American Rhythm & Blues singer and actress Melba Moore (b. New York, NY, 29 October 1945) is a four-time Grammy® nominee and the winner of the 1970 Tony Award® for Best Performance by a Featured Actress in a Musical, for her performance as Lutiebelle in Purlie. With a total of eleven top ten U.S. hits on the Billboard charts over the past 40 years, both singles and albums, Melba Moore continues into the 21st century as one of pop music’s most enduring artists.
Moore was born Beatrice Melba Smith to the popular R & B singer known as Bonnie Davis (originally named Gertrude Melba Smith) and saxophonist Teddy Hill, who managed the influential Harlem jazz club Minton’s Playhouse in its heyday. The first nine years of the child’s life in Harlem were difficult; her mother was single, and distracted with her busy career (she had a Number One R & B hit, “Don’t Stop Now,” in 1943, before Melba was born). In 1954 Bonnie Davis married her long-time accompanist, pianist Clement Moorman, and the family moved permanently to Newark, New Jersey.
Clem Moorman, and the large family of siblings, aunts, and uncles to which he belonged, transformed Melba’s life. He insisted that she and the other children learn to play the piano (although her primary interest was dance) and kept a watchful eye over her musical development. At the High School for Performing Arts in Newark she studied piano and voice, and went on to Montclair State College (New Jersey) for a bachelor’s degree in music education.
After graduation she worked briefly as a music teacher, but a life in the classroom was not what she had envisioned for herself. Moorman was in a position to introduce her to several agents, and soon Melba Moore (a name she chose in honor of her stepfather, abbreviating it slightly) was on track for a singing career, making backup tracks (with Nick Ashford and Valerie Simpson on Bobby Hebb’s “Sunny” in 1966), some of them for stars as prominent as Dionne Warwick and Aretha Franklin – although she was not actually working in the same space with them.
During one recording session for a commercial voice-over in 1967 she met Galt MacDermot, composer of the musical Hair. (It is reported that he was not wearing shoes at the time.) Offhandedly, he invited her to join the cast of his new show off-Broadway, and she jumped at the chance. Melba Moore moved to Broadway with the original cast of Hair as the character named Dionne, and after several months she replaced Diane Keaton in the role of Sheila. (Keaton had started as a “Waitress” and had moved to “Sheila” a month or so after the Broadway opening. The interchangeability of cast members in this highly unconventional show made it possible for Moore to become the first African-American actress to replace a white actress in a lead role on Broadway.)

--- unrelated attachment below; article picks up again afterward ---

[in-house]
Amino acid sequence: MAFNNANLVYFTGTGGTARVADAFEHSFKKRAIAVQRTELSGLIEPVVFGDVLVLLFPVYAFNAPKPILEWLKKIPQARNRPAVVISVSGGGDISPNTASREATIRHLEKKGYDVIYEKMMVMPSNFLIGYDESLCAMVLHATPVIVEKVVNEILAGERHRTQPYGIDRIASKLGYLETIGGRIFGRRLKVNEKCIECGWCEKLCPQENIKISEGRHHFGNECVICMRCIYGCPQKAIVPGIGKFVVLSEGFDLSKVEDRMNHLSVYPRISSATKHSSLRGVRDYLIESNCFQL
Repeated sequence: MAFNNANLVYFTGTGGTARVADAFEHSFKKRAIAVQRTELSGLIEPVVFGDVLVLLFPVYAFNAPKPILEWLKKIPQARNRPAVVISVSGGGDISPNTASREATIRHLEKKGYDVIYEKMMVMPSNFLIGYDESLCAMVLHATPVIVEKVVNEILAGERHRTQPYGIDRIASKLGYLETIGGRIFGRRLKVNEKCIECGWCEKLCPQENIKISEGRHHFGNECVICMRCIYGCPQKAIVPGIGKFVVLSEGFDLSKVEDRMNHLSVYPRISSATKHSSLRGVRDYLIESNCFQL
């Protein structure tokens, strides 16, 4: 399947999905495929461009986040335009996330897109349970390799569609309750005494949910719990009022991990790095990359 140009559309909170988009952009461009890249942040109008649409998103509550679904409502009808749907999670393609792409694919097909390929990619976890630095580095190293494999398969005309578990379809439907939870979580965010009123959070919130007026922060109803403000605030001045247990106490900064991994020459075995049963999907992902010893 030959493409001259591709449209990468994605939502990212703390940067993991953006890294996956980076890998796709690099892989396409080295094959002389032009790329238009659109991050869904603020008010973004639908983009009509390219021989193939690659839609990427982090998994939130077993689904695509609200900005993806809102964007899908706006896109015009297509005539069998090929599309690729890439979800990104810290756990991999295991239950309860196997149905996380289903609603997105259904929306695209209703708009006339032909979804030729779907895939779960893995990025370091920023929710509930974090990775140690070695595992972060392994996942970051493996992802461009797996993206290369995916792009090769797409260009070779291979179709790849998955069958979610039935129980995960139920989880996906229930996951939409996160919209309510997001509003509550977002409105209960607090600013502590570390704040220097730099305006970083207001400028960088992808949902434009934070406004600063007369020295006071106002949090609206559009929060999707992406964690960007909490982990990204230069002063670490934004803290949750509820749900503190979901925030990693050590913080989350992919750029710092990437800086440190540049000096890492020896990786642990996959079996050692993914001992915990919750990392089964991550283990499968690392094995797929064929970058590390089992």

In a very short time, Moore was cast as Lutiebelle Gussie Mae Jenkins, opposite Cleavon Little, in the musical Purlie (1970). Having absolutely no training in acting, she found that working in such company was very scary, and yet she had no fear of being rejected, since stage acting had never been her own ambition. Originally she was assigned only one song, “Purlie,” in the show, but she had such success with it in previews that songwriters Gary Geld and Peter Udell gave her another, “I Got Love.” This song was such a smash hit that it shot her to stardom. Not only did it supply the title to her debut album with Mercury Records, which earned her a 1971 Grammy® nomination as Best New Artist, but it boosted her to the 1970 Tony Award® for Best Performance by a Featured Actress in a Musical, a 1970 Theatre World Award, and a 1970 Drama Desk Award for Outstanding Performance.
In much later interviews, Moore has revealed that she considers this Broadway period, despite the three top awards, a hiatus, an interruption in her pilgrimage toward becoming a lead singer in the world of Rhythm and Blues. Still, it led to her first recording contract (three albums with Mercury Records: I Got Love 1970; Look What You’re Doing to the Man 1971; Melba Moore Live! 1972) and a firm foothold as a guest on television (Ed Sullivan, David Frost, Mike Douglas, Dick Cavett, Carol Burnett, Flip Wilson, and thirteen appearances within three years on Johnny Carson’s Tonight Show).
In the summer of 1972, Melba Moore and actor Clifton Davis co-starred in their own television series. It was intended as a temporary replacement for Carol Burnett’s variety show, but was so successful that it would have continued, had not the couple’s off-screen relationship come to an end. Moore’s career began to slump when her managers and accountants abandoned her in 1973, and she returned to Newark, singing only for benefits.
Following a performance at the Apollo Theater in 1974, she met manager and business promoter Charles Huggins, and her career began to pick up again, with a leading role in a film version of Kurt Weill and Maxwell Anderson’s Lost in the Stars, opposite Brock Peters and Raymond St. Jacques. Moore and Huggins married in 1975 and formed their own company, Hush Productions, signing several other R & B artists, including Freddie Jackson and Meli’sa Morgan.
Melba Moore’s next four albums (Peach Melba 1975; This Is It 1976; Melba ’76; and A Portrait of Melba 1977) were recorded by Buddah Records. Peach Melba brought her a second Grammy® nomination. Nineteen seventy-six was a banner year for her, with five singles approaching the top of the charts, and one of them, “Lean on Me,” earning her third Grammy® nomination for Best Rhythm & Blues Vocal Performance, Female. As a single, “This Is It” reached Number Two on the U.S. dance charts. Moore also returned to television with a serious acting assignment, playing Harriet Tubman in The American Woman: Portraits of Courage, and emerging with an Emmy nomination.